Shooting bands in smaller venues comes with its own set of challenges. At the top of the list, Its generally too dark for a correct exposure without jacking up the ISO settings and thus adding a large amount of sensor noise into the shot. This is preferred to a blurry picture in my opinion, which is exactly what you’ll get if ISO is kept to a more sensible level and instead one uses slower shutter speeds or a wider aperture. Essentially, slightly higher ISO is the lesser of two (or three) evils.

When I go out to shows, I usually take my Sigma 17-50mm f2.8 or my Canon 17-55mm f2.8 IS USM. Both have a decent zoom range for smaller venues, meaning I can usually get “wide enough” to fit the entire stage in the shot, or zoomed in enough to do a nice head and shoulders style shot. The benefit of both lenses is the built in image stability, which allows one to take pictures at one to two stops slower without too much blur- especially at the 17mm end- where things tend to be more in focus, even at f2.8.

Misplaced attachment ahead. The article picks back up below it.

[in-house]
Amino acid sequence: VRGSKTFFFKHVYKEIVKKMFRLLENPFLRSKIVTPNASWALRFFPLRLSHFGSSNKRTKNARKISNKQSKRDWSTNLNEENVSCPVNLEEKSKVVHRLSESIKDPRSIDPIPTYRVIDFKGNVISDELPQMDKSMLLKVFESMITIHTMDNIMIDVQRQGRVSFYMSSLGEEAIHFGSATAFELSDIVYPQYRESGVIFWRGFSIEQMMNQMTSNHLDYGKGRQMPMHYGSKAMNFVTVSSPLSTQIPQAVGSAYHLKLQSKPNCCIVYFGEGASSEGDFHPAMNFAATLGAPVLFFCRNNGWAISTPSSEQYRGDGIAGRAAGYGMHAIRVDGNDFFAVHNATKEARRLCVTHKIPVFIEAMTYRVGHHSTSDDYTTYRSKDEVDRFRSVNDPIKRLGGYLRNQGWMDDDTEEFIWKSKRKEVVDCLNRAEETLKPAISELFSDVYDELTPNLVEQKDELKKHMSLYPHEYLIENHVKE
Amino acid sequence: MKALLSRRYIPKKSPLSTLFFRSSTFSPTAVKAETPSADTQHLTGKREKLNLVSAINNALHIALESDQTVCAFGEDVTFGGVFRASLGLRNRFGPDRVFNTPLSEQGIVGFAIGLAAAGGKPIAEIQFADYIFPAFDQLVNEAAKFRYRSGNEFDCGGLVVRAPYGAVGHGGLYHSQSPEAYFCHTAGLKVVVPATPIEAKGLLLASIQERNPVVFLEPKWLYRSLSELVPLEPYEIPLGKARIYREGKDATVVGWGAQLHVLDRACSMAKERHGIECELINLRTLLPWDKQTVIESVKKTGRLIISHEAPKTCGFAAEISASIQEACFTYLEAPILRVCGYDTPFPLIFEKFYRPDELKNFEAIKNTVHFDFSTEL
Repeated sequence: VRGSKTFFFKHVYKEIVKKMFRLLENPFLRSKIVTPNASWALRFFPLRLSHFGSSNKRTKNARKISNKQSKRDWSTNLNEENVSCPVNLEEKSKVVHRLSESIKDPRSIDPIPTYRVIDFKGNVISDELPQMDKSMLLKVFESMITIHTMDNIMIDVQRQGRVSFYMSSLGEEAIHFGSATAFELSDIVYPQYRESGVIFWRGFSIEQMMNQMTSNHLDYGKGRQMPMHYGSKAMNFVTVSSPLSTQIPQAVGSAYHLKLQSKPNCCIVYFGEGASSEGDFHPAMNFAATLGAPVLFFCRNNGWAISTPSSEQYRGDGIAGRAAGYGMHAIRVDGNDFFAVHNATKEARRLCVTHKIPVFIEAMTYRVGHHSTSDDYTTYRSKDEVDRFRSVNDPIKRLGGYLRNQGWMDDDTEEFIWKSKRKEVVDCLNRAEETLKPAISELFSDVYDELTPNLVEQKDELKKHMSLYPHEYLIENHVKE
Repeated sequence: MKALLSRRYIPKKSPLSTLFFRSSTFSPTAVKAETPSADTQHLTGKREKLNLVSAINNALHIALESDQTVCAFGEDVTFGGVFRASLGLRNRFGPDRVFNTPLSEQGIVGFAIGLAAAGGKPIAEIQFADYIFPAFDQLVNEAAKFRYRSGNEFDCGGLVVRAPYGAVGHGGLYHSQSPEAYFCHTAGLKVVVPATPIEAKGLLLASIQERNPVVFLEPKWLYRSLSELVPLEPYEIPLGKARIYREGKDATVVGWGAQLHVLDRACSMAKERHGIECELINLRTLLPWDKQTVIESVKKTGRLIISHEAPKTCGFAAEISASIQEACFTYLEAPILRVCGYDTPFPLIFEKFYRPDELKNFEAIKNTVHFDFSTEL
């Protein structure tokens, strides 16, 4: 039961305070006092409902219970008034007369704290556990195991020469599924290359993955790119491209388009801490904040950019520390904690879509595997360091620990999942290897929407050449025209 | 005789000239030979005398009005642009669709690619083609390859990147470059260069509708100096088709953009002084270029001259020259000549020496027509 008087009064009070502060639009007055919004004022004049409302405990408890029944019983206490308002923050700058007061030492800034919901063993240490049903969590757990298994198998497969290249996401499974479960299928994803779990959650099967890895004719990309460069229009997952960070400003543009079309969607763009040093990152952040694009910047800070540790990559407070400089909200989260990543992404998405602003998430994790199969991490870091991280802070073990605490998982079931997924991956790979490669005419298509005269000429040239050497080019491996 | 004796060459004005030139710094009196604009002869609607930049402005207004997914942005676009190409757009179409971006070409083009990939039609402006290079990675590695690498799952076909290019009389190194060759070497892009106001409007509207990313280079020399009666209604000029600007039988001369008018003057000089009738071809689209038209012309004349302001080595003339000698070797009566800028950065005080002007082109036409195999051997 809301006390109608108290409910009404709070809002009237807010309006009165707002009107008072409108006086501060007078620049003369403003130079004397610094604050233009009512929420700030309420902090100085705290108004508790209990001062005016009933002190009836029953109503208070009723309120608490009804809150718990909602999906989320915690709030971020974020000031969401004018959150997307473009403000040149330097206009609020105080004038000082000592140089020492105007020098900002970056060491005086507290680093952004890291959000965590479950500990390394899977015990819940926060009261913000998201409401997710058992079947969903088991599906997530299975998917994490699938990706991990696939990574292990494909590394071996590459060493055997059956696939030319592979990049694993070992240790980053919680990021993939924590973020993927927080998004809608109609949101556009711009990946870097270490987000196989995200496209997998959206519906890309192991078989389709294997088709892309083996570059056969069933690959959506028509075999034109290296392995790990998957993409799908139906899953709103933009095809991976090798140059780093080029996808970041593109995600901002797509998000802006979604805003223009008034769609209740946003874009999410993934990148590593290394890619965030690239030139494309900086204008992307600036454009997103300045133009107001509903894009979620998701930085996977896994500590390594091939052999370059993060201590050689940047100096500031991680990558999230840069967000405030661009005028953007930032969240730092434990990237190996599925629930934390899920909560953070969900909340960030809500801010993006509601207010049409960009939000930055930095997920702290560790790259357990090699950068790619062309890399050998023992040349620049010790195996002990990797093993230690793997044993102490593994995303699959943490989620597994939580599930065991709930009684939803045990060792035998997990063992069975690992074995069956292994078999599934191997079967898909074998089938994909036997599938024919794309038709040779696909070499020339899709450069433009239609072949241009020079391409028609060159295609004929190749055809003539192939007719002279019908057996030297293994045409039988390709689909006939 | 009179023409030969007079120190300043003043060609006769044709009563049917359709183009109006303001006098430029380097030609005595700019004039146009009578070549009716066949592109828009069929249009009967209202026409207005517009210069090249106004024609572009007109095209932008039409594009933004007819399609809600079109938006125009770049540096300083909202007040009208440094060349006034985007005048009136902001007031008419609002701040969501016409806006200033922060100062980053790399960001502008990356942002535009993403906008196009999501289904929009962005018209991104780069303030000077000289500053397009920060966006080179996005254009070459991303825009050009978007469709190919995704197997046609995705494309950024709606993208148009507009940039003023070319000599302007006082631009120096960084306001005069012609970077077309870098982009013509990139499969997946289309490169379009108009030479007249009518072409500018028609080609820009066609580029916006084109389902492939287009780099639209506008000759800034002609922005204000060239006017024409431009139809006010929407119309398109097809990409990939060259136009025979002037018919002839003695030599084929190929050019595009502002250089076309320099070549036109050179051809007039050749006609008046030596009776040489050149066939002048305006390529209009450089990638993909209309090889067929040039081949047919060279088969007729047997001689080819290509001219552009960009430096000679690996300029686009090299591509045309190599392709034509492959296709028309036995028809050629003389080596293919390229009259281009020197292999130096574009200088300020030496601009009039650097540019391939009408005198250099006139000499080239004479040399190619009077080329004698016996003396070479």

d-town (15 of 19)

Jeff Betten at the Misra stage, Deutschtown Music Festival

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Jeremy Caywood, Mike Speranzo and Mark Lyons at Mr. Smalls

ActionCamp (17 of 17)

Action Camp album release at Club Cafe

When zoomed in for closer shots, the wide-open aperture is really taking a chance due to the extremely shallow depth of field, the low light, and a typically fast moving subject. For 35mm and especially 50mm, I very rarely  risk shooting any wider than f3.5, with f4 being preferred in a lot of cases. Unless, of course, I’ve got a lot of light and the luxury of shooting at 1/50th of a second or more.

Shooting in burst mode has really helped me out, as I can take 3-5 shots in succession and have a higher probability of getting one that is both in focus and conveys something cool. Unfortunately, this makes for a time suck on the editing end of things, as it is not uncommon for me to come home with 500 or more photos to sift through, most of which are 5-10 iterations of the same scene, shot seconds apart. The effort and time is worth it to me if I end up with shots I like.

ActionCamp (5 of 17)

Donny Donovan of Hearken at Club Cafe

BBTjuly (24 of 30)

Jenn Jannon-Fischer with The Park Plan at The BBT

BBTjuly (22 of 30)

Joe Tarowsky with The Park Plan at The BBT

Speaking of editing, shooting in RAW format has really been a boon, allowing me more freedom in Lightroom. Very often white balance is a huge issue, especially with less than optimal lighting conditions and mixed light sources. Colored stage lights and unnatural colors can look really cool, so how I handle color temperature really depends on a case by case basis.